Self-destruction and the struggle against depression
August 26, 2009 8:37 PM Subscribe
What are we fighting when we fight against depression?
posted by Aleatoire to Human Relations (44 answers total) 57 users marked this as a favorite
A psychologist recently offered the following comment that struck me as a potentially constructive (read: not self-destructive) way of conceptualizing the strong sense of sorrow, solitude and of depersonalization that have me dwelling on death with unnerving frequency and concreteness: namely, that I should take care to not think and treat depression as separate and distinct, as if this gnawing and piteous feeling were something that eroded and displaced the self, to be "struggled against" (as the common expression goes) and opposed.
After this suggestion, I have come to suspect that the analogy of antagonism has done a particular disservice in the domain of mental disorders, when both the adversaries and the arena are aspects of myself. Further reflection brings the realization that what language I have to understand and express emotions is not only limited but seems to be limiting my own ability to cope with negative feelings and beliefs.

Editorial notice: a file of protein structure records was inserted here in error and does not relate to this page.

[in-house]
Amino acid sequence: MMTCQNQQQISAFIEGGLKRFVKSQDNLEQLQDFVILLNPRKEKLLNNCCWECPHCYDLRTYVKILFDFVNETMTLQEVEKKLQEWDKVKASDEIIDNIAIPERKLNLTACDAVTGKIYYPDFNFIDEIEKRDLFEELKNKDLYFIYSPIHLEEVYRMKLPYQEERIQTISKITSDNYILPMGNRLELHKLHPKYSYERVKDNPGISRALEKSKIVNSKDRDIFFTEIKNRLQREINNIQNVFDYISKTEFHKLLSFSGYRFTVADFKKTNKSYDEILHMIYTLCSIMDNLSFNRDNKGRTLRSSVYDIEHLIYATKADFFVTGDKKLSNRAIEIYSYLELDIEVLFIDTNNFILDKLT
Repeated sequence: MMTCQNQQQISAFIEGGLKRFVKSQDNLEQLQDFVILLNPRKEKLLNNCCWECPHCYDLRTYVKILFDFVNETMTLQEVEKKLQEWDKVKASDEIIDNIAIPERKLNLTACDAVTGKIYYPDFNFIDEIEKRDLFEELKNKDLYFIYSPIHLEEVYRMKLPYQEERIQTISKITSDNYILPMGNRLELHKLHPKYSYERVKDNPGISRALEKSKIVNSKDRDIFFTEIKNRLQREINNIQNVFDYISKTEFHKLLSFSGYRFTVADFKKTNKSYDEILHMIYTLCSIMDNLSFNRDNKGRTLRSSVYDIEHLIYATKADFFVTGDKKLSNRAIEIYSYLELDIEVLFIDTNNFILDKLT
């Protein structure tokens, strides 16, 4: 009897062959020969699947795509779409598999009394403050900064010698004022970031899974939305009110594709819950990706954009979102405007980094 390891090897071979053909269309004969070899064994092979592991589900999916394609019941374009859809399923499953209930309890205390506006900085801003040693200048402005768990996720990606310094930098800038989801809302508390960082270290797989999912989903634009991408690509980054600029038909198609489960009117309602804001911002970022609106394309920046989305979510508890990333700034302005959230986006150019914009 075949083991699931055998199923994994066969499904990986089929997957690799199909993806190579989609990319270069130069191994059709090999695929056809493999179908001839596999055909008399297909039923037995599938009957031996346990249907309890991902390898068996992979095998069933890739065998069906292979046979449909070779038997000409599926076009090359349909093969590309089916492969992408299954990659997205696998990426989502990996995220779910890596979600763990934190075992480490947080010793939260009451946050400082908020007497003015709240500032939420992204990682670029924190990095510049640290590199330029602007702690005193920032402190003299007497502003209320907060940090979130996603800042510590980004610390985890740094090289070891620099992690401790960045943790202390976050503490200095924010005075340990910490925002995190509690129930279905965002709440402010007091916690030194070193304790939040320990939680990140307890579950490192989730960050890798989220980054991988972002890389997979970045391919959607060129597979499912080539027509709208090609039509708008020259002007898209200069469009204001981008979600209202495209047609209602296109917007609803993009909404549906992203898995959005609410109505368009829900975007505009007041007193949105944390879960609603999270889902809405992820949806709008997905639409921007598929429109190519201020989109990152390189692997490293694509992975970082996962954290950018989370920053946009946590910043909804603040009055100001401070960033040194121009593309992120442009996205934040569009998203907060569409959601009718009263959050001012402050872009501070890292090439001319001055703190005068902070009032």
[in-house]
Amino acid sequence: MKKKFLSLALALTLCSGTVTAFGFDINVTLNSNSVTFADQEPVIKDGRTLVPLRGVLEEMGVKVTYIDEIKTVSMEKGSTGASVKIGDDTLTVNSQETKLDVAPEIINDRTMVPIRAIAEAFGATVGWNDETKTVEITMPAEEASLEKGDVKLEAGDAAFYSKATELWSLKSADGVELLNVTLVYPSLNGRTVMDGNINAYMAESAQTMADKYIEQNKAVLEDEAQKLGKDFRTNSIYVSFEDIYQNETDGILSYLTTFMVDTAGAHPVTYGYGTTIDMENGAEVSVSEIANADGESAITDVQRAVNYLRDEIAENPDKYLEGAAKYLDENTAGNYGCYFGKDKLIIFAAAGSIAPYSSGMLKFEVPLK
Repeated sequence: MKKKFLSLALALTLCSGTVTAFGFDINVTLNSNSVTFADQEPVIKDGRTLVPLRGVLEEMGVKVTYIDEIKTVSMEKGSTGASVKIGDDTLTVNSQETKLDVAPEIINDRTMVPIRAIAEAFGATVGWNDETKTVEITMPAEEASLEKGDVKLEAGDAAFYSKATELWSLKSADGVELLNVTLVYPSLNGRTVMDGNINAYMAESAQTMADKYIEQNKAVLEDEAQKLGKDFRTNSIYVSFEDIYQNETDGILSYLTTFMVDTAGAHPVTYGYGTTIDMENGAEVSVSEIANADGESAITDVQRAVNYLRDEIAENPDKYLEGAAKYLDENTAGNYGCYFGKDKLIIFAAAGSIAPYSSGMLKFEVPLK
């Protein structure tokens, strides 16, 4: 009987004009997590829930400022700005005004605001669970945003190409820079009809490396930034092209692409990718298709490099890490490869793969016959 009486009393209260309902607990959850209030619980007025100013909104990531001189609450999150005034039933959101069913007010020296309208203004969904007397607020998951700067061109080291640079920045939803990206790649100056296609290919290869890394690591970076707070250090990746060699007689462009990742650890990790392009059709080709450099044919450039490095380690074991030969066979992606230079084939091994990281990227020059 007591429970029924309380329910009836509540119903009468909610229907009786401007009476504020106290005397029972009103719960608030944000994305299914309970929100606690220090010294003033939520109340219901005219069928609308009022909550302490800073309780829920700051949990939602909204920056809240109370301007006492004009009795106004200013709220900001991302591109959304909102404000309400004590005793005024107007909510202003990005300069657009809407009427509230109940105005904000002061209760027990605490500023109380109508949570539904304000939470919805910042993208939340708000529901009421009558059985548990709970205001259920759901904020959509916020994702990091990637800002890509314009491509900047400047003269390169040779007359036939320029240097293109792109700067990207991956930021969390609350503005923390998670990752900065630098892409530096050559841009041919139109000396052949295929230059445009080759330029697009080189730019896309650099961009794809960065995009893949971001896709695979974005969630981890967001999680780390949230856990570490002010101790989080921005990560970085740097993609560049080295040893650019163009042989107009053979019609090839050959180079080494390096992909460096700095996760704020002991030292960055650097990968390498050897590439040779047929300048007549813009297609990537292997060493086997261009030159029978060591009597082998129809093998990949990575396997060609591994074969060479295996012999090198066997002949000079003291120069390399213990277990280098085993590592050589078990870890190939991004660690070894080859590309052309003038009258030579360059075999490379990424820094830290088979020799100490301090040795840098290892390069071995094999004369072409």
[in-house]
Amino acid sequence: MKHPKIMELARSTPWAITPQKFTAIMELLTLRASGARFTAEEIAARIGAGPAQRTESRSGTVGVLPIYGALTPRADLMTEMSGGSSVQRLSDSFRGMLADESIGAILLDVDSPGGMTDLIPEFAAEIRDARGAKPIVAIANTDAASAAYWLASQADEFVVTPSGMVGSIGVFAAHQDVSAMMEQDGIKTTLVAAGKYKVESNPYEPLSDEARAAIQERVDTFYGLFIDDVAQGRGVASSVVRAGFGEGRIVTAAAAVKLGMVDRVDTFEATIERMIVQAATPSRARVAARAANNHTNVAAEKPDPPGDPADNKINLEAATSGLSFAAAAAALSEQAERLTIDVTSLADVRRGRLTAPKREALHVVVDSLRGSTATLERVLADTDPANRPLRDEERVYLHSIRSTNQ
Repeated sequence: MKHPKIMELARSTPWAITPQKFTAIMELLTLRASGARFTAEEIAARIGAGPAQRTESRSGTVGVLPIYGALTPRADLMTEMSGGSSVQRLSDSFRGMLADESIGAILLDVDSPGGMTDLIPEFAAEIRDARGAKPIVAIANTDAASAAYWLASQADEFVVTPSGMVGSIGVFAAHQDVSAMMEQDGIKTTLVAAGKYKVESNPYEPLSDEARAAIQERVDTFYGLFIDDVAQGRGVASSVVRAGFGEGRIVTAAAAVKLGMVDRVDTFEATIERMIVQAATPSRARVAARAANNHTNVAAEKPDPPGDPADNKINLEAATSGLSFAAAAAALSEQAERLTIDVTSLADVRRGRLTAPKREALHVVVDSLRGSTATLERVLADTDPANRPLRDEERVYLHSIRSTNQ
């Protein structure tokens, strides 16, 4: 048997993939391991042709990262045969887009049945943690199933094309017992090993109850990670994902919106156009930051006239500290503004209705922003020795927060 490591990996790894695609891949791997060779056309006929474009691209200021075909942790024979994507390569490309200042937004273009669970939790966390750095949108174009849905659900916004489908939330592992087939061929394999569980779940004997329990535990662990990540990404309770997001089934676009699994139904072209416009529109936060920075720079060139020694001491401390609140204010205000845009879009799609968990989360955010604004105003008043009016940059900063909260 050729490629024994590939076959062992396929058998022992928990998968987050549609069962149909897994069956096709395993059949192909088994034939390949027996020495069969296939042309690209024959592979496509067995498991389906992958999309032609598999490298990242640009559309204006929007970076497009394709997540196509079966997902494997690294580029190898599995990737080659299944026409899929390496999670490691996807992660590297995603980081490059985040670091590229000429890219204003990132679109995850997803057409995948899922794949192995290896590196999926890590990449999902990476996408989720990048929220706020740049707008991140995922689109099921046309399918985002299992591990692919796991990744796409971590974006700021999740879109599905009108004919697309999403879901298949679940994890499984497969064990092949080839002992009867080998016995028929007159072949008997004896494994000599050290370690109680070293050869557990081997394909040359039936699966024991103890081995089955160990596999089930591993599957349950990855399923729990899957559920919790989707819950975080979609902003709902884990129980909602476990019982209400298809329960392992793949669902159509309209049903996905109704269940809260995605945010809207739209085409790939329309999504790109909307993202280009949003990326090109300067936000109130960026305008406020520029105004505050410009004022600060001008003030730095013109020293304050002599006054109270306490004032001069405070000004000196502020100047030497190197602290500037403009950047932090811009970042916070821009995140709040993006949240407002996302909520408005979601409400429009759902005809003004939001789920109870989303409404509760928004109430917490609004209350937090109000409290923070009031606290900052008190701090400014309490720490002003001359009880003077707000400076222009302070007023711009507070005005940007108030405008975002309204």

What follows, then, is this question: what other analogies are available? what modes of relating could I draw from that are not antithetical, to stop this "struggle against" depression and put an end to self-sabotage?
(Although I recognize that there are physiological components to depression, the fact that at my lowest of lows I feel acutely disconnected from myself and from my surroundings tells me that I could benefit from some kind of perceptual shift, beginning at how I conceive depression as a problem. If you disagree, and think that this is fruitless whimsy, then I would be equally grateful for your thoughts.)